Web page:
Let’s face it, sometimes you need to be able to pull 2 trailers behind one vehicle.
For example, you might want to tow a boat and a vehicle behind your RV.
Or maybe you’d like to tow a camper and a boat behind your vehicle. Maybe you have a toy hauler filled with ATVs, bicycles, motorcycles, etc. and you’d like to tow it along with another trailer to your destination.
The point is… there are times when just one trailer isn’t enough for everything you’d like to bring along with you!
Here’s some good news: in many states it’s legal to tow 2 trailers at the same time.
Triple towing is allowed in the following states:
- New Mexico
- North Dakota
- South Dakota
Exceptions To The Rule
Of course, nothing is ever straightforward and simple though.
Many of these states have a variety of restrictions which could still hamper your ability to tow two trailers.
For example, some states limit total length of all 3 units to 65 feet. In some instances, the limit is 70 feet or 75 feet total length.
In some states, triple towing is restricted to adding the second trailer only behind a 5th wheel trailer.
Many states limit the second trailer to recreational equipment, such as a boat, snowmobile, or ATV 4-wheelers.
In California you even need a special endorsement on your drivers license to tow any trailer over 10,000 lbs or to drive a motorhome that is over 40 feet in length.
Rules For Commercial Trucks vs Recreational Vehicles
As far as state DMVs go, the world of recreational vehicles and the world of commercial trucking are 2 separate entities.
Some states allow “double bottom,” “triple,” or however you wish to label a situation where you have 2 trailers hooked behind one tow vehicle in the commercial truck classifications. But, you must realize that that these rules may not cross over to the recreational vehicle world.
Commercial triples are set up such that the air brake system continues on through all 3 pieces. The second trailer rides on a 5th wheel dolly, not a 2-inch chrome ball purchased at the local hardware store. Therefore, when commercial trucks apply the brakes, all wheels will apply at the same time with equal pressure.
On the other hand, recreational vehicles may have air brakes on the motorhome, electric brakes on the first trailer, and in many cases no brakes at all on the third item being towed.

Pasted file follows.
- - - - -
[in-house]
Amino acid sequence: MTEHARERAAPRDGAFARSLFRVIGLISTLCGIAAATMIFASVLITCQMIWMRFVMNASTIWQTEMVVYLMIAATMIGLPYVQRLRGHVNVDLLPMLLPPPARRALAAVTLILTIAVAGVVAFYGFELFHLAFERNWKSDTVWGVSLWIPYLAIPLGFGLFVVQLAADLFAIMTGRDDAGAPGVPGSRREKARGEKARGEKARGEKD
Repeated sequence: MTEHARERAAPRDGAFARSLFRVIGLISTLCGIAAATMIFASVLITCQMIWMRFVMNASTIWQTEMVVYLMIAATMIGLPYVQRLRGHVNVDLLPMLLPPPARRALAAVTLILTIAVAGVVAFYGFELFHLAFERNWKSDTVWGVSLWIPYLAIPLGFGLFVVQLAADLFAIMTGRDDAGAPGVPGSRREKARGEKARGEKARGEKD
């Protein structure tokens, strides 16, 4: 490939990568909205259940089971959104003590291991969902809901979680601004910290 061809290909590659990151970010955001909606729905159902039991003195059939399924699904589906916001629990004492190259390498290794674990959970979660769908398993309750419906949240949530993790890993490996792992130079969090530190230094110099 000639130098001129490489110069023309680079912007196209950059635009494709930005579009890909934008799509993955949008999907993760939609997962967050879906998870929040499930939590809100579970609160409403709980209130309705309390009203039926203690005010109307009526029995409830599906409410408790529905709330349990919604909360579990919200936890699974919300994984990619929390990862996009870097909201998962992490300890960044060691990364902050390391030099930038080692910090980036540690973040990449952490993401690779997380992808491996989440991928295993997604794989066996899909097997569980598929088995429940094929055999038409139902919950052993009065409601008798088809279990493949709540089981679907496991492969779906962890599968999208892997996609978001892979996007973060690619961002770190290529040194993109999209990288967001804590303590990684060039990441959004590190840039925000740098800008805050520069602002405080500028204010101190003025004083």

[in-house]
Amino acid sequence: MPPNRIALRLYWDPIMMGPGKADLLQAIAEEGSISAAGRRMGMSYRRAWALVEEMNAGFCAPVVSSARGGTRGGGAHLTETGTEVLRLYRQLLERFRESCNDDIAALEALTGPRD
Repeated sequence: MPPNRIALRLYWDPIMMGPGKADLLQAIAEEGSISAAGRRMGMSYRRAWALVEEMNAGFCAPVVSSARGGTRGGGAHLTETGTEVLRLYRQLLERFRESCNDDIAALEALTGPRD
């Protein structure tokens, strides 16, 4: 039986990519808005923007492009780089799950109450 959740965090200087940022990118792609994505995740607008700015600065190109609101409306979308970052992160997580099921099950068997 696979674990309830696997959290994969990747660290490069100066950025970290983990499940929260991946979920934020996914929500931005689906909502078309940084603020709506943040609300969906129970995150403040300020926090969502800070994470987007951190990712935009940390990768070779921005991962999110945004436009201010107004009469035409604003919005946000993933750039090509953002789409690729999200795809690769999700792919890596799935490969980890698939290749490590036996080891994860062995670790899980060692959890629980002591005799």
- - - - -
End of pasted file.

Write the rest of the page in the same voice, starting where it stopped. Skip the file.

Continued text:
To that end, the federal D.O.T. doesn’t want any part of regulating non-commercial situations. So, they leave it completely up to each state to set their own limitations. Just remember, seeing a semi truck pulling 2 trailers on or near an interstate highway does NOT mean you’re good to go with more than one trailer.
Triple Towing Laws By State
There are 2 websites that list information pertaining to trailer towing rules and regulations for all states:
- Woodall’s Rules of the Road – This site appears to have the most information. In fact, it provides more information beyond simply whether triples are allowed or not. As an example, here in Minnesota triples are allowed, but the second trailer must be recreational equipment such as a boat, snowmobile, or ATV 4-wheeler.
- Towing World – This site provides a good chart, but it is missing some important information.
- Online Towing Guide – This site summarizes state towing laws across the U.S.
Of course, these resources should be looked at as basic guidelines. Keep in mind that laws change and information can get mixed up in translation. The only way to get completely accurate information about triple towing is to contact the Department of Transportation or Highway Patrol offices for your state and any states you plan on traveling through.
If you do consider towing 2 trailers, be sure to follow all regulations and safety measures! You will be accepting a whole new level of responsibility with that second trailer. Your ability to maneuver in close spaces (or to stop safely) may be reduced considerably. One thing’s for sure, you can forget about backing up with this combination! Getting everything to turn the way you want in a triple-tow configuration will be next to impossible.
Here’s what you really need to know about how to drive an RV when you’re towing a trailer.